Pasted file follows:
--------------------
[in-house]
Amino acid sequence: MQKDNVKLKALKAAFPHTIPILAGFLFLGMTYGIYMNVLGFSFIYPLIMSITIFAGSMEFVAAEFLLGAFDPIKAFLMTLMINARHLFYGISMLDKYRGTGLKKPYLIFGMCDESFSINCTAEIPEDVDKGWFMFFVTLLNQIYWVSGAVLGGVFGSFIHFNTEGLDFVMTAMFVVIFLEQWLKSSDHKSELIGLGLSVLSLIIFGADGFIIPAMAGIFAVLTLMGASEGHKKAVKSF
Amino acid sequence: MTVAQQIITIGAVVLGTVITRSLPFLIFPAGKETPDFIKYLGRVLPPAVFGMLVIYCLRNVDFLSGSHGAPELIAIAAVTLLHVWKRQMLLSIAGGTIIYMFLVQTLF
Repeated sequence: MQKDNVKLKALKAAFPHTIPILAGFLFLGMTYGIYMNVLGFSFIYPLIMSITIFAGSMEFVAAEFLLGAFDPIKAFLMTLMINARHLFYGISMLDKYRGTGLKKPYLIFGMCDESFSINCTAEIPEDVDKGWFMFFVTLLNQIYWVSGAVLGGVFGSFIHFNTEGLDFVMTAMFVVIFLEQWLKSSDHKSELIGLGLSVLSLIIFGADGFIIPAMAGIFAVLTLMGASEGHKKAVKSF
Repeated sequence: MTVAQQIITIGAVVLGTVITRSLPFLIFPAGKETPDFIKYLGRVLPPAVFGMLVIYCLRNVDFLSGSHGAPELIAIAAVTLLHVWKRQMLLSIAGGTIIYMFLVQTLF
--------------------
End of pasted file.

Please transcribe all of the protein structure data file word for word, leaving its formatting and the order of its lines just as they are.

[in-house]
Amino acid sequence: MQKDNVKLKALKAAFPHTIPILAGFLFLGMTYGIYMNVLGFSFIYPLIMSITIFAGSMEFVAAEFLLGAFDPIKAFLMTLMINARHLFYGISMLDKYRGTGLKKPYLIFGMCDESFSINCTAEIPEDVDKGWFMFFVTLLNQIYWVSGAVLGGVFGSFIHFNTEGLDFVMTAMFVVIFLEQWLKSSDHKSELIGLGLSVLSLIIFGADGFIIPAMAGIFAVLTLMGASEGHKKAVKSF
Amino acid sequence: MTVAQQIITIGAVVLGTVITRSLPFLIFPAGKETPDFIKYLGRVLPPAVFGMLVIYCLRNVDFLSGSHGAPELIAIAAVTLLHVWKRQMLLSIAGGTIIYMFLVQTLF
Repeated sequence: MQKDNVKLKALKAAFPHTIPILAGFLFLGMTYGIYMNVLGFSFIYPLIMSITIFAGSMEFVAAEFLLGAFDPIKAFLMTLMINARHLFYGISMLDKYRGTGLKKPYLIFGMCDESFSINCTAEIPEDVDKGWFMFFVTLLNQIYWVSGAVLGGVFGSFIHFNTEGLDFVMTAMFVVIFLEQWLKSSDHKSELIGLGLSVLSLIIFGADGFIIPAMAGIFAVLTLMGASEGHKKAVKSF
Repeated sequence: MTVAQQIITIGAVVLGTVITRSLPFLIFPAGKETPDFIKYLGRVLPPAVFGMLVIYCLRNVDFLSGSHGAPELIAIAAVTLLHVWKRQMLLSIAGGTIIYMFLVQTLF